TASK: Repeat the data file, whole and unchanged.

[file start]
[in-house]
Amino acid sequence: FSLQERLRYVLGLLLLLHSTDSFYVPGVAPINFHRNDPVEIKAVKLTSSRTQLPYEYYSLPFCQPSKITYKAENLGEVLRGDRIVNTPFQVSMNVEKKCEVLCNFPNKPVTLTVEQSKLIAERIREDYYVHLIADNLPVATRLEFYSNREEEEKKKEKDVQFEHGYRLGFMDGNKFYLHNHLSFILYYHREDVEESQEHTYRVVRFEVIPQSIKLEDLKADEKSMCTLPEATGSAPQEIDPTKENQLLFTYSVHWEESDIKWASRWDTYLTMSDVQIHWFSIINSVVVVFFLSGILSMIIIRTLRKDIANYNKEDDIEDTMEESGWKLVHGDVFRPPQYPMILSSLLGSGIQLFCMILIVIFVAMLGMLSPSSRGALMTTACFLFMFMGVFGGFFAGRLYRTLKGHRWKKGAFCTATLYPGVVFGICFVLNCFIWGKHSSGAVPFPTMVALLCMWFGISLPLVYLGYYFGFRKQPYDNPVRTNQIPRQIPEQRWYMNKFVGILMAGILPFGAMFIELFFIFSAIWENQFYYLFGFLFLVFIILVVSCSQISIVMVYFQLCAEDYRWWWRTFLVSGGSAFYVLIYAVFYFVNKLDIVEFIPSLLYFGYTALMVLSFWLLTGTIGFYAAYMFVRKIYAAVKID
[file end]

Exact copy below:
[in-house]
Amino acid sequence: FSLQERLRYVLGLLLLLHSTDSFYVPGVAPINFHRNDPVEIKAVKLTSSRTQLPYEYYSLPFCQPSKITYKAENLGEVLRGDRIVNTPFQVSMNVEKKCEVLCNFPNKPVTLTVEQSKLIAERIREDYYVHLIADNLPVATRLEFYSNREEEEKKKEKDVQFEHGYRLGFMDGNKFYLHNHLSFILYYHREDVEESQEHTYRVVRFEVIPQSIKLEDLKADEKSMCTLPEATGSAPQEIDPTKENQLLFTYSVHWEESDIKWASRWDTYLTMSDVQIHWFSIINSVVVVFFLSGILSMIIIRTLRKDIANYNKEDDIEDTMEESGWKLVHGDVFRPPQYPMILSSLLGSGIQLFCMILIVIFVAMLGMLSPSSRGALMTTACFLFMFMGVFGGFFAGRLYRTLKGHRWKKGAFCTATLYPGVVFGICFVLNCFIWGKHSSGAVPFPTMVALLCMWFGISLPLVYLGYYFGFRKQPYDNPVRTNQIPRQIPEQRWYMNKFVGILMAGILPFGAMFIELFFIFSAIWENQFYYLFGFLFLVFIILVVSCSQISIVMVYFQLCAEDYRWWWRTFLVSGGSAFYVLIYAVFYFVNKLDIVEFIPSLLYFGYTALMVLSFWLLTGTIGFYAAYMFVRKIYAAVKID